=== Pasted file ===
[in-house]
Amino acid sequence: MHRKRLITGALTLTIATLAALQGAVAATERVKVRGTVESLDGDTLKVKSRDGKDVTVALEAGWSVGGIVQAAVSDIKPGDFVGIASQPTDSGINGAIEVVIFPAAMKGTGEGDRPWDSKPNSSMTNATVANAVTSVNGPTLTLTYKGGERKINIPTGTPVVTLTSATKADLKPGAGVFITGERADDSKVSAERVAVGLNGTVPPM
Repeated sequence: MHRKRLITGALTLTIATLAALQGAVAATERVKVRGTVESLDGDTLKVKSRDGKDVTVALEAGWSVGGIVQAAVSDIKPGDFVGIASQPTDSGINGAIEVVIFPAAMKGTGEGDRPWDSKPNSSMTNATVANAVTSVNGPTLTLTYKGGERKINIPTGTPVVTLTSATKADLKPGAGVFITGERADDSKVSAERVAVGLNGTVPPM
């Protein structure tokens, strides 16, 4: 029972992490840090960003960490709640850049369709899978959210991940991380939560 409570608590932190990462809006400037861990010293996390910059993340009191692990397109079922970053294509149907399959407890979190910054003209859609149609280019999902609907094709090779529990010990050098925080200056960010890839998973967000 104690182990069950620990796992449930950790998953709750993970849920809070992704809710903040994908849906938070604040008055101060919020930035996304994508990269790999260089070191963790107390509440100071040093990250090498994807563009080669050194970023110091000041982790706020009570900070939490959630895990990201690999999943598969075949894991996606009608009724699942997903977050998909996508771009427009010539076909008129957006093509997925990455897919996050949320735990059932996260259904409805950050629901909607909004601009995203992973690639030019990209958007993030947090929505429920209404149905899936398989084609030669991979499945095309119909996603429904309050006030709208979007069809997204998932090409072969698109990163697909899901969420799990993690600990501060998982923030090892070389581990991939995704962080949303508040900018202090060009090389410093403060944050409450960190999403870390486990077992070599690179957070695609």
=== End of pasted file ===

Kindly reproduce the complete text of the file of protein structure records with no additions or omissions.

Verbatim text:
[in-house]
Amino acid sequence: MHRKRLITGALTLTIATLAALQGAVAATERVKVRGTVESLDGDTLKVKSRDGKDVTVALEAGWSVGGIVQAAVSDIKPGDFVGIASQPTDSGINGAIEVVIFPAAMKGTGEGDRPWDSKPNSSMTNATVANAVTSVNGPTLTLTYKGGERKINIPTGTPVVTLTSATKADLKPGAGVFITGERADDSKVSAERVAVGLNGTVPPM
Repeated sequence: MHRKRLITGALTLTIATLAALQGAVAATERVKVRGTVESLDGDTLKVKSRDGKDVTVALEAGWSVGGIVQAAVSDIKPGDFVGIASQPTDSGINGAIEVVIFPAAMKGTGEGDRPWDSKPNSSMTNATVANAVTSVNGPTLTLTYKGGERKINIPTGTPVVTLTSATKADLKPGAGVFITGERADDSKVSAERVAVGLNGTVPPM
């Protein structure tokens, strides 16, 4: 029972992490840090960003960490709640850049369709899978959210991940991380939560 409570608590932190990462809006400037861990010293996390910059993340009191692990397109079922970053294509149907399959407890979190910054003209859609149609280019999902609907094709090779529990010990050098925080200056960010890839998973967000 104690182990069950620990796992449930950790998953709750993970849920809070992704809710903040994908849906938070604040008055101060919020930035996304994508990269790999260089070191963790107390509440100071040093990250090498994807563009080669050194970023110091000041982790706020009570900070939490959630895990990201690999999943598969075949894991996606009608009724699942997903977050998909996508771009427009010539076909008129957006093509997925990455897919996050949320735990059932996260259904409805950050629901909607909004601009995203992973690639030019990209958007993030947090929505429920209404149905899936398989084609030669991979499945095309119909996603429904309050006030709208979007069809997204998932090409072969698109990163697909899901969420799990993690600990501060998982923030090892070389581990991939995704962080949303508040900018202090060009090389410093403060944050409450960190999403870390486990077992070599690179957070695609």